Their web site indicates that they carry foods from AlpineAire and Augason Farms. If you go, I'd recommend pricing some items online (and note shipping charges) so that you'll know if the in store prices represent a good value.

I'm hoping to buy a small amount from both AlpineAire and Augason farms just to see how I like their food. If I do, I'll be back with an update-but not by tomorrow. :)

Monday, July 18, 2011

Why Use 5 Gallon Food Storage Buckets?

5 gallon food storage buckets are a key part of many long-term food storage programs.  This is true for a number of reasons.  Some of the features that these buckets offer include the following:

  1. Water and moisture resistant
  2. Insect and rodent resistant
  3. Light resistant
  4. Easy to carry
  5. Stackable
  6. Readily available
  7. Food safe!
I know that those first three items are going to get me in trouble with some bucket manufacturers.  Some sell buckets, buckets and lids, or simply special lids which attach well to recycled buckets you may obtain elsewhere.  I believe there are some excellent bucket and lid combinations available out there.  In fact, I recently bought 12 of each from freckleface.com.

While I am pleased with my purchase, and may very well purchase from them again, I don't want to rely too heavily on those buckets or the gamma seal lids.  While they may be a waterproof, pest proof, and light proof, I prefer to hold them only to the lower standard of resistant.  To be safe, I first pack my foods in mylar bags with the appropriate oxygen absorbers.  This is a little bit more expensive, but I'd like to be sure that a bucket I open in 15 years will still contain food in good condition.

As to the next two criteria, I can assure you that these buckets are certainly easy to carry, as well as well as stackable.  

As far as readily available goes, a quick Google search should easily prove my point.  Remember, you want food safe buckets.  Double check that before you buy any buckets.  A good friend offered me his old paint and spackle buckets.  Using the mylar bags that I use, this might be safe, but I'd rather not take that chance.

If you don't want to purchase your buckets, likely sources are fast food restaurants or bakeries.  I have to say though, I've struck out at several in my area.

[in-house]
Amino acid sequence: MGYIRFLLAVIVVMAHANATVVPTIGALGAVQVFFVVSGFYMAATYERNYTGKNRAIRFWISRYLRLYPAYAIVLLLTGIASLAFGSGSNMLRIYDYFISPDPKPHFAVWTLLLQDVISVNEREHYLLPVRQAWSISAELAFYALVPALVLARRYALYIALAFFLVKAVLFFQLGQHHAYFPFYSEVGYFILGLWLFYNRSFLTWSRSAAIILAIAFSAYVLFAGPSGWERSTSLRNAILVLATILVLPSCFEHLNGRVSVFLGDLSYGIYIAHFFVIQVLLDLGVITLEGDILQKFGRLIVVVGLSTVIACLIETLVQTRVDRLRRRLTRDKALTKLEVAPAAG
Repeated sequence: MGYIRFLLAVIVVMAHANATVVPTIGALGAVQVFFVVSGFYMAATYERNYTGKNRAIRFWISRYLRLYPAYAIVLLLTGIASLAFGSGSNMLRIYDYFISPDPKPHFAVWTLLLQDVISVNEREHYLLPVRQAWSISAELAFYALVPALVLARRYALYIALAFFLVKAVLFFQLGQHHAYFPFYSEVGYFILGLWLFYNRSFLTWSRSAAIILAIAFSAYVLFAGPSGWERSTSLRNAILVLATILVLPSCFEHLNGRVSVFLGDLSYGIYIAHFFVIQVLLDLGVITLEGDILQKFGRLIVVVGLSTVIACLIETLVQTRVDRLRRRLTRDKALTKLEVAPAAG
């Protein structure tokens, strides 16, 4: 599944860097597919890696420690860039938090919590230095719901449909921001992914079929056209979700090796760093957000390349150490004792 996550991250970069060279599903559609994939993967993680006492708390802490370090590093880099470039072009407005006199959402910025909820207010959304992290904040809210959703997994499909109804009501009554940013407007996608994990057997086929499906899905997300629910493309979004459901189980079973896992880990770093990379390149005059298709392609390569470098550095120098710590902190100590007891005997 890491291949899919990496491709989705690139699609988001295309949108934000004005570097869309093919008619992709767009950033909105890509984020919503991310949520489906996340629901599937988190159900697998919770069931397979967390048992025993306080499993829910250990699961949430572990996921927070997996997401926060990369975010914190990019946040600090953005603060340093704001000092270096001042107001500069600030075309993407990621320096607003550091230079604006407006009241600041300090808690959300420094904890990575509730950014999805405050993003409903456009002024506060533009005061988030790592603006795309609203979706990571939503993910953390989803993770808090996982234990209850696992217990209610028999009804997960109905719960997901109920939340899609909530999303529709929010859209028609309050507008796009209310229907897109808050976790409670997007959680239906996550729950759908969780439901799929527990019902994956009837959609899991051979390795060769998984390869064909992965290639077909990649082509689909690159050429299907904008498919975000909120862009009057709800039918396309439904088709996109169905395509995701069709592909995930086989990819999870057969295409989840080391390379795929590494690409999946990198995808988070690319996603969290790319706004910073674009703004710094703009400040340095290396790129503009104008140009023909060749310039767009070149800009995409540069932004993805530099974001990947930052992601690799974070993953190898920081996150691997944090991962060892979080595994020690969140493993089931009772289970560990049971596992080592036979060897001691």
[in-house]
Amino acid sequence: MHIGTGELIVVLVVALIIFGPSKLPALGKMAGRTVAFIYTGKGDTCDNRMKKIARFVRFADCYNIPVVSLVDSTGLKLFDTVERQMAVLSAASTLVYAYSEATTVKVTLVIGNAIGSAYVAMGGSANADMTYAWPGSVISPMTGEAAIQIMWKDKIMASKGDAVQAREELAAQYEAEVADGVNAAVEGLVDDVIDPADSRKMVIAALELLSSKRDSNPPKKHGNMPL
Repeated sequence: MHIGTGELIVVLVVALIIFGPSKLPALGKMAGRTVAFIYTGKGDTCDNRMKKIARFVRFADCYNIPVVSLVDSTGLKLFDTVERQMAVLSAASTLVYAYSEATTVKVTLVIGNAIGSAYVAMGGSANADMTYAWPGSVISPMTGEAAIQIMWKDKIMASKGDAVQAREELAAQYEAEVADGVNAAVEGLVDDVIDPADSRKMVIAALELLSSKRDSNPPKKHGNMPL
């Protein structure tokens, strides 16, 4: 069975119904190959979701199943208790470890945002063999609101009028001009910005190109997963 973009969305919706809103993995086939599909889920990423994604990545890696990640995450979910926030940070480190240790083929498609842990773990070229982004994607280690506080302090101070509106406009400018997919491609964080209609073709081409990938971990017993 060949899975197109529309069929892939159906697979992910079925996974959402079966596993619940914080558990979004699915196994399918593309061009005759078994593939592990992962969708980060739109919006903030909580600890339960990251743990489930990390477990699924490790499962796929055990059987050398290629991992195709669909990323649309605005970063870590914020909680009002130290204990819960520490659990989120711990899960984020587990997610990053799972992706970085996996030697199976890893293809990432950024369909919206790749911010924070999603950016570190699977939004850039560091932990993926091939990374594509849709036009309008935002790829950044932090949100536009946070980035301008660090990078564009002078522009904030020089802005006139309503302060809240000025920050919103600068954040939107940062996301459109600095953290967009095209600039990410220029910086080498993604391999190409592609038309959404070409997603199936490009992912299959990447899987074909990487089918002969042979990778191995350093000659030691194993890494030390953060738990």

Safe Water Storage Containers

The simplest way to find safe water storage containers is also the most obvious.  Buy them--already filled with water.

By doing so, you can be reasonably assured that your water is safe and pure and the bottles are the appropriate type for storing water.  For your first efforts at storing water, this is probably the best way to go.  Because it's so simple, and reasonably priced, it's likely that you'll actually take the time to do it.

This may not be the way you prefer to go, however, for all of your water storage needs.  Those cases of water, which seemed reasonably priced when we buy one or two cases at a time may seem a little pricey when you think about how much you'll want to have on hand.  If that happens, you may want to think getting containers and storing water of your own.

If you do so, it's critically important to choose the right containers.  Your containers should be "food safe."  The good news is that food safe containers are incredibly easy to identify.  With used containers, look for containers that were commercially packaged with food.  US manufacturers have too much to risk to use containers that are not food safe.

Beyond that, though, you'll need to pick the right containers and to prepare them properly according to FEMA, the best recycled containers are old are old plastic soda bottles (NOT milk or juice containers).  These have to be properly prepared and the water has to be stored properly.  If you do this, the water should be safe for use for a period of six months.

If you want to purchase water containers, there are many different sizes to choose from.  While liter or half liter bottles might be the best choice for some of your supply, five or 10 gallon jugs, or even 55 gallon drums, might also have a place in your storage plan.

When you're planning your storage.  Always keep in mind that an average person will need about 2 liters of water a day under normal conditions.  Remember, that is fluid for consumption, and does not include water for washing or any other purposes.

Saturday, July 16, 2011

Obstacles to Long Term Water Storage

The first goal of any food storage plan should be water.  Remember a healthy human might live a few weeks without food, but only a few days without water.  Plan for your water needs first!